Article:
Move raises questions about how much time volunteers waste on city-driven planning exercises

COLUMBIA, 10/10/12 (Beat Byte) -- For citizen volunteers who spend untold hours on city-driven planning exercises like visioning, charrettes, and special committees, a September report from city administrators may be bad news.

In a series of one-line dismissals, the report signed by city manager Mike Matthes advises the Columbia City Council against seven Vision Report recommendations. Instead, Matthes and his team side with the city government status quo, supporting departments like REDI, which has become remarkably unpopular over its private business lobbying mission.

Known as Imagine Columbia's Future, city-driven visioning kicked off in 2007, with "citizen topic groups," paid consultants and city administrators who helped drive discussion, and ideas described in a Vision Report.
The report recommended creating a Landscape and Tree Board; but this September, city staff said "no," instead favoring city arborist Chad Herwald, whose recently-licensed side business -- Cambium Tree Experts -- continues causing controversy.

The Vision Report recommended six other ideas, including an Intercultural Council; city staff said no, with a one-line reason: "these issues are being addressed through other efforts...such as the annual diversity celebration."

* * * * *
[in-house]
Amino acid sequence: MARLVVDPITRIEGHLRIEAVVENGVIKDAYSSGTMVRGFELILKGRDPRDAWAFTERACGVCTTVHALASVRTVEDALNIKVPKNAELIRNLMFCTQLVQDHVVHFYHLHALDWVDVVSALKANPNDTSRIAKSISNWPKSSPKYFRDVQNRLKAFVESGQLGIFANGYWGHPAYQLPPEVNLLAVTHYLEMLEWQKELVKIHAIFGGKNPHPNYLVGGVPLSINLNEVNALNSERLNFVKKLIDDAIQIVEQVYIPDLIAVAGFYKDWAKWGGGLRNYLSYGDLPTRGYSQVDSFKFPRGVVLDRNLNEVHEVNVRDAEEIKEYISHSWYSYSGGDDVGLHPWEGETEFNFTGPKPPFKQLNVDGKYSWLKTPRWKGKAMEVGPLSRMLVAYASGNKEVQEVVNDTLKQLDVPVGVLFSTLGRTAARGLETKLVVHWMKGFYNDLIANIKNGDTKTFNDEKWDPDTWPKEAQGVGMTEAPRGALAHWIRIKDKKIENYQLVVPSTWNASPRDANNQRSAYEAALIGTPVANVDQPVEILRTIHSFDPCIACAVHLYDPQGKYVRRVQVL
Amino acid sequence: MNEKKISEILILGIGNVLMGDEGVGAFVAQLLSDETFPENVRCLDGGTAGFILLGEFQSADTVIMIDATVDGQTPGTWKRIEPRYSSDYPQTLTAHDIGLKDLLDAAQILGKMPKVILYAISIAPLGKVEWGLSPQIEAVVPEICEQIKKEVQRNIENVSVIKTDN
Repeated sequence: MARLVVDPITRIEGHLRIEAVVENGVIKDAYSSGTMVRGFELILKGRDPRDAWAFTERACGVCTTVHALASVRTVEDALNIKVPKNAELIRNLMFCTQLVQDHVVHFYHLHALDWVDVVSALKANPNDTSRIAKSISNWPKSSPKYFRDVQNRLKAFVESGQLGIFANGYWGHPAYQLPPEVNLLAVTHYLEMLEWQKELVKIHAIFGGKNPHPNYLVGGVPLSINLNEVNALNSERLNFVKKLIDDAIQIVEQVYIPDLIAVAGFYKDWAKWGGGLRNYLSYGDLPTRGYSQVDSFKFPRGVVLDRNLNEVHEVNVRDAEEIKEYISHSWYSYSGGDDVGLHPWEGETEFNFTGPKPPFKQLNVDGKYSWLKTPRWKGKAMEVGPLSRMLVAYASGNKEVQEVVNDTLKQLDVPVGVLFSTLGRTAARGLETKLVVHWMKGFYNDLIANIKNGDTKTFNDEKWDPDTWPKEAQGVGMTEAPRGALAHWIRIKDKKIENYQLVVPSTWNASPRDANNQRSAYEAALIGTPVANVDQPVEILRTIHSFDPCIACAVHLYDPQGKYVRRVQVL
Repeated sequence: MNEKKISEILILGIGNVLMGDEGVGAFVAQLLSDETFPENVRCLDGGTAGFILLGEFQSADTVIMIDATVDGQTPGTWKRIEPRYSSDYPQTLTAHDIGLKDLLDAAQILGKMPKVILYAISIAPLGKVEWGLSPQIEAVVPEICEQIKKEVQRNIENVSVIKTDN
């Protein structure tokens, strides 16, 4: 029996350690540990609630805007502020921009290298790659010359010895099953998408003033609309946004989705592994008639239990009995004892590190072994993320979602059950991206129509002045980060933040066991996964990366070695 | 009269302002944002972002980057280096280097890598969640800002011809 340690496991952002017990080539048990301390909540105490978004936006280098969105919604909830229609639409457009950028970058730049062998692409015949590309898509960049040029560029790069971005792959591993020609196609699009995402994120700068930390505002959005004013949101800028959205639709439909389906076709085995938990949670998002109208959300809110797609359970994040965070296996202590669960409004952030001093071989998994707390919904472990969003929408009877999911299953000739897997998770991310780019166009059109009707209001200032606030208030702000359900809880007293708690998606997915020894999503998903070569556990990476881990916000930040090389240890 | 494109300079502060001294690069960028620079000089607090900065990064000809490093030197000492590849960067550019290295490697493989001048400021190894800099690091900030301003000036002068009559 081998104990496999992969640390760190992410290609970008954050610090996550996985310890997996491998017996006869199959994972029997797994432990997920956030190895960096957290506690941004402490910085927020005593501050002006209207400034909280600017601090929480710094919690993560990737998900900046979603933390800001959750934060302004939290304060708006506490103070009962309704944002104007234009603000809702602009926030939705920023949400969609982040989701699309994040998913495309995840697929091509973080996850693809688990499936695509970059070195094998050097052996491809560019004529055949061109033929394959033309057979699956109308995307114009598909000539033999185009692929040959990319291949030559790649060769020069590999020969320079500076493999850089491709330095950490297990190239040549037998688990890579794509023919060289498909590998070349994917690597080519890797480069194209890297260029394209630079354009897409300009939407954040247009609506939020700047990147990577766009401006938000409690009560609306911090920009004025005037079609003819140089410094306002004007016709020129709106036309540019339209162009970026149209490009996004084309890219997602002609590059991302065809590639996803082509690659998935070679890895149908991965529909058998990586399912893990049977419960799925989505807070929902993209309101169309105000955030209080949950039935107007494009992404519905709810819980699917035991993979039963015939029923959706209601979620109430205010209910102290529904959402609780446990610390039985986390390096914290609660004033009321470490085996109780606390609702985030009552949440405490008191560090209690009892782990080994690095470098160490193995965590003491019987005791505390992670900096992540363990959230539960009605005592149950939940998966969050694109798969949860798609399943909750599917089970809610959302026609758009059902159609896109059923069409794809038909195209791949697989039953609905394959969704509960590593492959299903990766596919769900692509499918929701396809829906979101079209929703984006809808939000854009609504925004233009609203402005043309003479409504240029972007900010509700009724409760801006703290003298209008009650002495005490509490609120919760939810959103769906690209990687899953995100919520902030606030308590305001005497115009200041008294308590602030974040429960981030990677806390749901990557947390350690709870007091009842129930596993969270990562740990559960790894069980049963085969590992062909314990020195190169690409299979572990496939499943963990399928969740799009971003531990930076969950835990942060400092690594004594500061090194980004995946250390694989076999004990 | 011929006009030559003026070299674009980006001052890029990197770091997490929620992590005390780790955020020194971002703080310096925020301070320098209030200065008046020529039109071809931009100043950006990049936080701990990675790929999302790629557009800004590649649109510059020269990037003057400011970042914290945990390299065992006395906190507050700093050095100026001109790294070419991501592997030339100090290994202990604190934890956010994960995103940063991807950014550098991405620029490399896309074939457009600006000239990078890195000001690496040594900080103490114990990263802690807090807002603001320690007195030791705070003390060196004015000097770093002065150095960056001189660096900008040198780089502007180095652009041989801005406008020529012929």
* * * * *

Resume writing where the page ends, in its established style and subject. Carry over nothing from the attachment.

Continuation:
A Regional Science and Technology Network should not be created, city administrators told the Council, because "these issues are being pursued by REDI and the City's Economic Development Department." Likewise, a Community Educational Facilities Commission is a bad idea because the Columbia Public School board already oversees educational facilities (like the $8 million admin headquarters and schools just now getting air conditioned).

A Transportation Advisory Commission, Natural Resources Committee, and Land Preservation Authority are also bad ideas from the Vision Report, city administrators say, because city government or other agencies already handles those areas.

The Vision Report rebuke should prompt future citizen participants to consider two questions: Do their ideas really matter at City Hall?

Or are they engaged in a time-wasting charade, with a veneer of public participation, designed to maintain a monopoly on policymaking enjoyed by a few local power players like REDI's corporate overseers?